Organization of Part II

Some general remarks about objectives for the preparation of Part II can be found in the preface of this third edition. The following paragraphs explain the format in which diseases and conditions are listed in Part II.

Diseases and Conditions. All main entries are arranged in alphabetic order of the noun. Thus, "Viral hepatitis" will be found under "Hepatitis, viral" and "Lung abscess" under "Abscess, lung." In general, the organization of the entries corresponds to that used in Dorland's Illustrated Medical Dictionary, 28th ed., W. B. Saunders, Philadelphia, PA, 1994. Findings related to operative procedures are listed under the alphabetized entry of "Surgery,... " or "Transplantation, " Diseases or conditions that are not included in the alphabetic list may still be found in the index.

"See..." Such a reference to another disease or condition indicates that the autopsy procedures are the same for both but not necessarily that the two diseases or conditions are the same.

Diseases and Conditions, followed by a Table. If diseases or conditions (in bold print) are listed in both the right and left column of text preceding a table, the table always belongs to the bold entry in the right column.

Synonyms and Related Terms. This subtitle has been modified to either "Synonym(s)" or "Related Term(s)" whenever the entries seemed to fit definitely into one of these categories. An asterisk indicates a disease or condition that is included in the alphabetic list in Part II.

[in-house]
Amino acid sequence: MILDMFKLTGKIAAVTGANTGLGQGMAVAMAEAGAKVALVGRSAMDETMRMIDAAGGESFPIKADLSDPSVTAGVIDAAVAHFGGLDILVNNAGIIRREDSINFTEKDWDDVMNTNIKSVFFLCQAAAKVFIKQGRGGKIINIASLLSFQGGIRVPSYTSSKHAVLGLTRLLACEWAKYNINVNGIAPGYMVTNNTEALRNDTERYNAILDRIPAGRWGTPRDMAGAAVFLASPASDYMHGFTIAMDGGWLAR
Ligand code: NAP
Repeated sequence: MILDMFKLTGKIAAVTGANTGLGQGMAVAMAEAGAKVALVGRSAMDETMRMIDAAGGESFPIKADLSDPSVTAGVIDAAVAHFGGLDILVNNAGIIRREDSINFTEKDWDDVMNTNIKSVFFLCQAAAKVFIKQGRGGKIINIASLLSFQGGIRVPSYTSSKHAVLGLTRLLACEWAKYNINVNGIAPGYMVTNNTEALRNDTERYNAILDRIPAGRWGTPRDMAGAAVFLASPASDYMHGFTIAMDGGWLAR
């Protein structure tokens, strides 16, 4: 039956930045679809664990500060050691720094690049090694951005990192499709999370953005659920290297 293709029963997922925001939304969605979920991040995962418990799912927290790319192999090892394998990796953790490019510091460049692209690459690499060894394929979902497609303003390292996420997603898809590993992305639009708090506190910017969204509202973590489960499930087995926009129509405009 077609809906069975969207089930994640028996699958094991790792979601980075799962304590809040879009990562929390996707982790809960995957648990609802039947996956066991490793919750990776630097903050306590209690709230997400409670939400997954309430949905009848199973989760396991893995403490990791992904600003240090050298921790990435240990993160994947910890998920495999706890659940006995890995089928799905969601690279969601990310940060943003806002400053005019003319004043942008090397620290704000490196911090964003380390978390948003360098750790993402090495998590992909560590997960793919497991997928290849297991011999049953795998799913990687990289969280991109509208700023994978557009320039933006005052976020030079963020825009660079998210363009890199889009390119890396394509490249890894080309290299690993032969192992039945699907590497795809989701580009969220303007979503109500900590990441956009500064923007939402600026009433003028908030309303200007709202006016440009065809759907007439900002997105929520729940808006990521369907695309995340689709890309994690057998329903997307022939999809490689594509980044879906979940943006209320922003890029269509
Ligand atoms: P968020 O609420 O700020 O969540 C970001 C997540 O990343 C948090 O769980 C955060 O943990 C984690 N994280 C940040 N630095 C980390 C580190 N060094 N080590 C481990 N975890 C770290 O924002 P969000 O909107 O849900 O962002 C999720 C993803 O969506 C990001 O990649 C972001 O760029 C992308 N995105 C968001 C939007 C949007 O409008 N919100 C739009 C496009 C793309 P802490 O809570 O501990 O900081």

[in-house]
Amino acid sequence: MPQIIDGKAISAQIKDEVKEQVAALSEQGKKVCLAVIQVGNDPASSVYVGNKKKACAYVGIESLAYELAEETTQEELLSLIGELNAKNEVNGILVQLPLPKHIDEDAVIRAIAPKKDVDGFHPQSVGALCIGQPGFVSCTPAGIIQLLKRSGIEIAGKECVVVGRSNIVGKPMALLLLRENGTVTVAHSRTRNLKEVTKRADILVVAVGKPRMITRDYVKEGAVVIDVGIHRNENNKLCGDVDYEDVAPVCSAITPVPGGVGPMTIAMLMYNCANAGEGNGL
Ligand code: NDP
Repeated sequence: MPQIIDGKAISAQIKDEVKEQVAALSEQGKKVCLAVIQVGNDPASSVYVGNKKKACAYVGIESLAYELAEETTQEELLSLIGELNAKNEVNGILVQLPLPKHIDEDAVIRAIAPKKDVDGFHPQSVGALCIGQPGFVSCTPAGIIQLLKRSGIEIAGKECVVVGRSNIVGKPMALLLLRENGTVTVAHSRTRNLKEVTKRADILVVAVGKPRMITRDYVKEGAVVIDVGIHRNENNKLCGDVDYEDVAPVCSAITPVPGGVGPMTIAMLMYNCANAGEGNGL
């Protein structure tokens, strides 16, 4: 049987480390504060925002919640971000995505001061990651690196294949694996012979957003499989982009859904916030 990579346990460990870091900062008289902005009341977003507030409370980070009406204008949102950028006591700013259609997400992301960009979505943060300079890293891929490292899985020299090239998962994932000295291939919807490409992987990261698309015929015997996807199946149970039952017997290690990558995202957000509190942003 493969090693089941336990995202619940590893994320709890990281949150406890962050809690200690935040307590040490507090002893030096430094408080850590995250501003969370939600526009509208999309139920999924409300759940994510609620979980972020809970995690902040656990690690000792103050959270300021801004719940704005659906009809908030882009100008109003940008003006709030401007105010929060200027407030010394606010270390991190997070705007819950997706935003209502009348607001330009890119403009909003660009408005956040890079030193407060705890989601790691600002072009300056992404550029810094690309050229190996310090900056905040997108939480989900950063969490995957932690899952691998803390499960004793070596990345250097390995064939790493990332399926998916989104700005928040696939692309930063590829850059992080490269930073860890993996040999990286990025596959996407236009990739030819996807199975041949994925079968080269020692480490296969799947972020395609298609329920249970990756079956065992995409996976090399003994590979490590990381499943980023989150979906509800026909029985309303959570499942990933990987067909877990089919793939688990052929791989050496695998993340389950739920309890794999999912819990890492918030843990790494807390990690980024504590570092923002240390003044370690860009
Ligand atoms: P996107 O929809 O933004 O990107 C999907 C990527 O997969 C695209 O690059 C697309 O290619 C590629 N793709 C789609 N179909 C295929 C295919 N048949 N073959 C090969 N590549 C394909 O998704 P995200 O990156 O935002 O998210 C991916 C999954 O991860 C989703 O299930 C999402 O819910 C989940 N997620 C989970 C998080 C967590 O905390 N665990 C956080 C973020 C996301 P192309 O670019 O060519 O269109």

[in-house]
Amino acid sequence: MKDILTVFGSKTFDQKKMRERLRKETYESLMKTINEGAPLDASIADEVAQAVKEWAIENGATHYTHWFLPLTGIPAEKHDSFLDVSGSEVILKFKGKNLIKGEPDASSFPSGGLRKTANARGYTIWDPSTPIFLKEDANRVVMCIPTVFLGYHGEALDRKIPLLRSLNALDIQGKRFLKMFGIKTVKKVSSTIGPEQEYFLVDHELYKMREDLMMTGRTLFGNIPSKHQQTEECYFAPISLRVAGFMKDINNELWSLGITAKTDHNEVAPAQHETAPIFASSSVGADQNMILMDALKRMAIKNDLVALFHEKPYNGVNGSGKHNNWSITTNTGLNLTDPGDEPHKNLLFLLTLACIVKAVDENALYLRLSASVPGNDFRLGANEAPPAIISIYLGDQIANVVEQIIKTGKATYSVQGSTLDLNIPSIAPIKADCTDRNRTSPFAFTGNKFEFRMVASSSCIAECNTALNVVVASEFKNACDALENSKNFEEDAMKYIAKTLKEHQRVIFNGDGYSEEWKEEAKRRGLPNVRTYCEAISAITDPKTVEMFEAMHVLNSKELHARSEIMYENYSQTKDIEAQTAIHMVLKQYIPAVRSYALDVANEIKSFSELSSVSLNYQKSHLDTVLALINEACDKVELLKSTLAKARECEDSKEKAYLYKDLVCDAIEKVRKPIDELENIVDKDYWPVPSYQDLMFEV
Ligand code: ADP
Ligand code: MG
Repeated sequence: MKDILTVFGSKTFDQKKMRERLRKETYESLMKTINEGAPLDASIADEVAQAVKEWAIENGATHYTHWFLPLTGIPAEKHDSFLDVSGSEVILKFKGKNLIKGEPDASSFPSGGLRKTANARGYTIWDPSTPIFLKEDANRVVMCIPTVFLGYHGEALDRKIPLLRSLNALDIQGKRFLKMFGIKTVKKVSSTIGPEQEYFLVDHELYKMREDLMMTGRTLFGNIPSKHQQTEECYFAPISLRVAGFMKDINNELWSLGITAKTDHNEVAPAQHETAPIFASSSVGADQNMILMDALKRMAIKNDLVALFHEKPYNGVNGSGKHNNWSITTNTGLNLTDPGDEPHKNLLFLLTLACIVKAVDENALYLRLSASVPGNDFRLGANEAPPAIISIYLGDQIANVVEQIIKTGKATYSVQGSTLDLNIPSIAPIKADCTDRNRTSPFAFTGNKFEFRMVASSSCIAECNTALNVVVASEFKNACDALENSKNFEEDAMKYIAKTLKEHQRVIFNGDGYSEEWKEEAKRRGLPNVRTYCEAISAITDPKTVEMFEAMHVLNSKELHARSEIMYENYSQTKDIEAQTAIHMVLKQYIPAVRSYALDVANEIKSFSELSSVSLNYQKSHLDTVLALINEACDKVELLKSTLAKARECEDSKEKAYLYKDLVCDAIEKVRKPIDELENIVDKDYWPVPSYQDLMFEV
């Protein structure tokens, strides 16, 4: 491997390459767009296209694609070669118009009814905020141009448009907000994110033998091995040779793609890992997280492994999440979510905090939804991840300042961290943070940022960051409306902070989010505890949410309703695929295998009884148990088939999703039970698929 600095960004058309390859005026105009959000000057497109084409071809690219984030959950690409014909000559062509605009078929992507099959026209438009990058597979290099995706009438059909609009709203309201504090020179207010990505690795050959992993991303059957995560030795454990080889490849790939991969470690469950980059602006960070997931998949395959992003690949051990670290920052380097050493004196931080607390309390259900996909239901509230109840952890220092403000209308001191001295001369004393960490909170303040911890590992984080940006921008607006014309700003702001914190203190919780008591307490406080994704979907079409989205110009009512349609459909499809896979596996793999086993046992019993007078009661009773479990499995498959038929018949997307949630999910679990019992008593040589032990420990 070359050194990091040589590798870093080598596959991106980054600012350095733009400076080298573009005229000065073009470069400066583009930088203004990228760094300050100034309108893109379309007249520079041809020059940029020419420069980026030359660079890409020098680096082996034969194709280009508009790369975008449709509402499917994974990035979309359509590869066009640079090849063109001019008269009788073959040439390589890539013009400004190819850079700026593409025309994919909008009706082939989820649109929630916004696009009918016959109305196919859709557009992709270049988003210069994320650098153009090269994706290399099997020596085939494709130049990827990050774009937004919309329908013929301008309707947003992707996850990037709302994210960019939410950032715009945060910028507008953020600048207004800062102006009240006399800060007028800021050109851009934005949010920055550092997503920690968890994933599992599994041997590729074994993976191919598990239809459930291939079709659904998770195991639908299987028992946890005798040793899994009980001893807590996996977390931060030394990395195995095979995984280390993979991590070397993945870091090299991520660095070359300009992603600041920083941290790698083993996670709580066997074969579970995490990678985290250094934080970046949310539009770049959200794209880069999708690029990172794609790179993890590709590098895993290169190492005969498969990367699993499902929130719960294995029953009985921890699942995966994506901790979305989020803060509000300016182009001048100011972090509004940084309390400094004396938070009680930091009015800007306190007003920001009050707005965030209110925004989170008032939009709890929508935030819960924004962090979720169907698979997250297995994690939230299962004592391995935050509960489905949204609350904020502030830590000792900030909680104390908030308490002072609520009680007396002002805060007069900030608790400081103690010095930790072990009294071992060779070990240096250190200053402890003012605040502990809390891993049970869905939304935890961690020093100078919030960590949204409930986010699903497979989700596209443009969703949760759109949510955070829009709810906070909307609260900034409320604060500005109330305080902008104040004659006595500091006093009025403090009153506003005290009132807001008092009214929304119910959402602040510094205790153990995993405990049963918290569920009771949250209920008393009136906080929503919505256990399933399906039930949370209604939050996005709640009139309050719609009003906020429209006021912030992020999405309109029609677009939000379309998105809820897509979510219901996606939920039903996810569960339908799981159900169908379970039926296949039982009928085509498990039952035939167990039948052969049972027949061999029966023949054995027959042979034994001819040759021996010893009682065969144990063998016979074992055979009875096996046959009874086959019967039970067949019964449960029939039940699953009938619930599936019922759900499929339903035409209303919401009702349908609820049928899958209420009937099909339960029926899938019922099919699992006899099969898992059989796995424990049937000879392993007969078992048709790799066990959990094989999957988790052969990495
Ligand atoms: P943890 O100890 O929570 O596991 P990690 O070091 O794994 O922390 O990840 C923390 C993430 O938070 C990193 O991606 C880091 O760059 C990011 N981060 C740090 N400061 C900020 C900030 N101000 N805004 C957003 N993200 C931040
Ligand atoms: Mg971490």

Note. Suggestions pertaining to the entire autopsy procedure are made under this heading. For instance, a warning will be given here whenever special precautions are indicated in the presence of certain infectious diseases or whenever a disease or condition must be reported to the authorities.

Possible Associated Conditions. Diseases or conditions listed under this heading are generally assumed to be linked to the main entry by a common pathogenetic mechanism. An example is the association of malformations, such as coarcta-tion of the aorta and congenital mitral stenosis.

Organs and Tissues. These are listed in the order in which they are generally handled during an autopsy.

Procedures. Ample reference is made to the appropriate page numbers in Part I. We have assumed that routine hematoxylin and eosin sections will be prepared in all instances. Most special stains that are listed below represent but one of several available methods; many pathologist undoubtedly will have other preferences.

Special Histological Stainsa

Name of Stain (as used in text)

Complete Designation and/or Purpose of Stain

Source and Comments

Alcian blue stain

Alcian blue and phloxine-tartrazine stain of Lendrum Aldehyde-Fuchsin stain

Aldehyde-thionin stain

Auramine-rhodamine Azure-eosin stain

Best's carmine stain

Bielschowsky stain

Bodian stain

Congo red stain

Cresyl echt violet stain

Crystal violet stain

Cyanuric chloride stain

Ferric ferricyanide reduction test

Fluorochrome stain for acid fast bacteria Fontana-Masson silver stain

Giemsa stain

Gomori's chromium hematoxylin phloxine stain Gomori's iron stain Gram stain